Medical Mistake Claims - Simpson Millar LLP

Low survival rates in GI Bleeds still a problem

Author: Neil Fearn  Bullet  Dated: 04/04/2013

Despite major advances in the management of gastrointestinal bleeds over the last 50 years - not least the development of the fibre optic endoscope, a camera that allows doctors to look inside the gut - there's been hardly any improvement in survival rates. Fifty thousand people end up in hospital every year in the UK because of bleeding from the top end of the gut and around 1 in 10 of them will die.

There are lots of underlying causes for GI bleeding, including cancers and liver disease, but the majority of GI bleeds are due to ulcers - which are often a side effect of taking aspirin and other non-steroidal anti-inflammatories like ibuprofen, naproxen and diclofenac.

Approximately 30-40% of people that present with GI bleeding attend because they are taking aspirin or an anti-inflammatory drug like aspirin. There is little awareness of the dangers of gastric bleeds. A lot of people take aspirin and painkillers like aspirin, are not aware of the risks.

Most people would associate ulcers with pain and most often there's no pain at all, the first sign is usually of the black, tarry and very foul smelling loose black stool when they go to the toilet which is an indication of bleeding. If the bleeding is very active then they can also vomit blood as well.

The location of the bleed can be pinpointed by using an endoscope - a camera to look inside the gut - and treatments include stopping the bleeding with clips, heat or injections of adrenalin.

The National Institute for Health and Clinical Excellence hopes to change that with new guidelines on managing GI bleeds - guidelines which hospitals in England, Wales and Northern Ireland will be expected to follow. Scotland has had similar guidance in place for the last few years.

David Patch is a Consultant Hepatologist at the Royal Free Hospital in London and has a special interest in this type of bleeding. He says somebody who's had a significant bleed should be endoscoped within 6 hours. We know from the British Society of Gastroenterology audit that around 50% of hospitals in the UK, who have accident and emergency units, don't offer an on-call bleeding rota. In his opinion patients whose needs cannot be met at smaller hospitals should be transferred to specialist units where they can be treated promptly.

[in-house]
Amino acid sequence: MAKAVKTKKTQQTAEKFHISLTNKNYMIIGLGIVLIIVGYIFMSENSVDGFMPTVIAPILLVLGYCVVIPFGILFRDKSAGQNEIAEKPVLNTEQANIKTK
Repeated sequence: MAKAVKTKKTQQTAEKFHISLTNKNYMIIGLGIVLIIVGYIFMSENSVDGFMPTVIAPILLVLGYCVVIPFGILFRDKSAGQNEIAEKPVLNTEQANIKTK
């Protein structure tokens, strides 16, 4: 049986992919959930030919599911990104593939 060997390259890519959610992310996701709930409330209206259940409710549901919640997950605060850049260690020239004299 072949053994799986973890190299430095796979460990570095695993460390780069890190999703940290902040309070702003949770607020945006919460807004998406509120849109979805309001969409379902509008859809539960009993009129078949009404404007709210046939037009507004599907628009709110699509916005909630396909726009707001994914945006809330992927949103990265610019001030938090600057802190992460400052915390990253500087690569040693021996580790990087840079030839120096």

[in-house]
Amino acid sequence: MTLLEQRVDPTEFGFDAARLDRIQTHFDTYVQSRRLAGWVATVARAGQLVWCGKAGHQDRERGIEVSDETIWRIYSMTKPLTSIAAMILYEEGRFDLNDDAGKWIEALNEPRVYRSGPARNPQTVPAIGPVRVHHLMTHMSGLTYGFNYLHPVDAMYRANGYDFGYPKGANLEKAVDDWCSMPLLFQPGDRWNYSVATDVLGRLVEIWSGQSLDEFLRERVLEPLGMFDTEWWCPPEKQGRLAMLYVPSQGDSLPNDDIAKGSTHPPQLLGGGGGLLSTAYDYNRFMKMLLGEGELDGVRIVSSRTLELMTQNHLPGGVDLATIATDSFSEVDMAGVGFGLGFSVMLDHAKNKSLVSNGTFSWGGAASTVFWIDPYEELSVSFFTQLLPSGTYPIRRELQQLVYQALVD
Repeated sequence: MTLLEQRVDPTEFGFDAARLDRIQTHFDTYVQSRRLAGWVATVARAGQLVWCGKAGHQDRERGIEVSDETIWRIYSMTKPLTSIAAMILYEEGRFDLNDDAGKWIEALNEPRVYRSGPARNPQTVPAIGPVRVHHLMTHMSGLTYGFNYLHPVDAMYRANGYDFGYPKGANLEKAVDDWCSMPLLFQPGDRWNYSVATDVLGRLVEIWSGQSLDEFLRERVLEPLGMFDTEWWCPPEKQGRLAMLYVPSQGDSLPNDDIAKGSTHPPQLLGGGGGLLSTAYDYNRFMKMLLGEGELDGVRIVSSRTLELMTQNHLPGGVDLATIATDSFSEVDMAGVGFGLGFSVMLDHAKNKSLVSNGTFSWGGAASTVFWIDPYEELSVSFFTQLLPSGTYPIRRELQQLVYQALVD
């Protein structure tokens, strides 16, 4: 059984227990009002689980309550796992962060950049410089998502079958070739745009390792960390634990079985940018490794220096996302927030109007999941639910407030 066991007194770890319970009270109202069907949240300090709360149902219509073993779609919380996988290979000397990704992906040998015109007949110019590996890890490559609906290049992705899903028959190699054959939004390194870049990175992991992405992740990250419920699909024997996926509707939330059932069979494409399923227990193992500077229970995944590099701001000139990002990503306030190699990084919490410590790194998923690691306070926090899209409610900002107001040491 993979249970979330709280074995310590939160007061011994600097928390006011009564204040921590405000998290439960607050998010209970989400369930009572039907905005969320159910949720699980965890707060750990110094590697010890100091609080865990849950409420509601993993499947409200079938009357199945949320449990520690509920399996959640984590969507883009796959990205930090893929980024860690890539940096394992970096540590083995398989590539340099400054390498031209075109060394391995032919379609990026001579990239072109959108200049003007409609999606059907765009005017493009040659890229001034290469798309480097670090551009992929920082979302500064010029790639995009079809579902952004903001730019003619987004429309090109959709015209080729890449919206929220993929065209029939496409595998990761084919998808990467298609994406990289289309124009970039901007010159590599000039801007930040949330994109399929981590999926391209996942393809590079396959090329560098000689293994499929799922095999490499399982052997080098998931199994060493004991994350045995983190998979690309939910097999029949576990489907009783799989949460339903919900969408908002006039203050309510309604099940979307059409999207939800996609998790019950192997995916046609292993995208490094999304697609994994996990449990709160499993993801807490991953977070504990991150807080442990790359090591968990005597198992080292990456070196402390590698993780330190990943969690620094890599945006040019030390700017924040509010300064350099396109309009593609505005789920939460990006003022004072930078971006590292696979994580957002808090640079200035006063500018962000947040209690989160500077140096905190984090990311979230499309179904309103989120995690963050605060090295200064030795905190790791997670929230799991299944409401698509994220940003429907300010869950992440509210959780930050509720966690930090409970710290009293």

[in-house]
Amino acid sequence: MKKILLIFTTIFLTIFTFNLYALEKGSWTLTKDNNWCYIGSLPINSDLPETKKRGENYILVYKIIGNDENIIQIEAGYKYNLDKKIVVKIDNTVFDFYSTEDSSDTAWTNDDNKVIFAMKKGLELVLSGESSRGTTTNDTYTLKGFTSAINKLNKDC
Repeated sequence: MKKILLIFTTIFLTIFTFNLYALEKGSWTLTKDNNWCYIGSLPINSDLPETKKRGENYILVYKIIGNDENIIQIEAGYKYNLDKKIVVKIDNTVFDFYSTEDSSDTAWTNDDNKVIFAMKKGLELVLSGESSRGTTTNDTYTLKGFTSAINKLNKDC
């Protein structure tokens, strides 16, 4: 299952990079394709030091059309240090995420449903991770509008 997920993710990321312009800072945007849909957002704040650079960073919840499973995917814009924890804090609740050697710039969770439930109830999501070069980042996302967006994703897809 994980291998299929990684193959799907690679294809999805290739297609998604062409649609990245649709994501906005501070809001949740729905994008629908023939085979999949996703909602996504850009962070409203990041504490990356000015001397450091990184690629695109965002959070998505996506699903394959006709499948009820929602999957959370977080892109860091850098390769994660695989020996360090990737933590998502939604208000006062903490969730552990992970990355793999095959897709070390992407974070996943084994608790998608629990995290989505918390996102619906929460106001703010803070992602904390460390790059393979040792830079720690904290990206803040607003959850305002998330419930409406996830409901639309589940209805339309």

Tariq Iqbal who's a consultant gastroenterologist at the University of Birmingham is evaluating a new kind of treatment called Hemospray. At the moment GI bleeding is often stopped by placing a metal clip onto the leaking vessel, but it can be hard to find the culprit when everything is swamped in blood. This is where Hemospray is proving useful - it's a powder that can be sprayed over the bleeding area to stop or slow bleeding by accelerating the natural clotting process.

It is delivered by carbon dioxide canister which jets this powder through a plastic catheter which is put down the endoscope – a bit like a dry powder fire extinguisher - effectively hosing down the area where you think the bleeding's coming from.

However, most people who take anti-inflammatory drugs have no side-effects, or only minor ones. When taken appropriately, the benefit usually far outweighs the potential harms. In particular, many people take a short course of an anti-inflammatory medication for all sorts of painful conditions. However, side-effects, and sometimes very serious possible adverse effects, can occur.

It is well recognised that anti-inflammatory drugs can sometimes cause the lining of the stomach to bleed and that there are certain groups that are at increased risks of complications and for whom the use of anti inflammatory painkillers should be kept to an absolute minimum. Further, if anti inflammatory medication is prescribed then another medicine may also be prescribed to protect the lining of the stomach from the effects of the anti-inflammatory.

Nevertheless, a doctor may fail to consider previous medical history when prescribing anti-inflammatories, or fail to prescribe in conjunction medication to protect the stomach lining, or fail to give appropriate advice. There may be a failure to recognise the symptoms of a perforated ulcer resulting in a delay in treatment with catastrophic consequences, when had a proper diagnosis been made at the outset and appropriate treatment given, then surgery may have been avoided with no long term sequelae.

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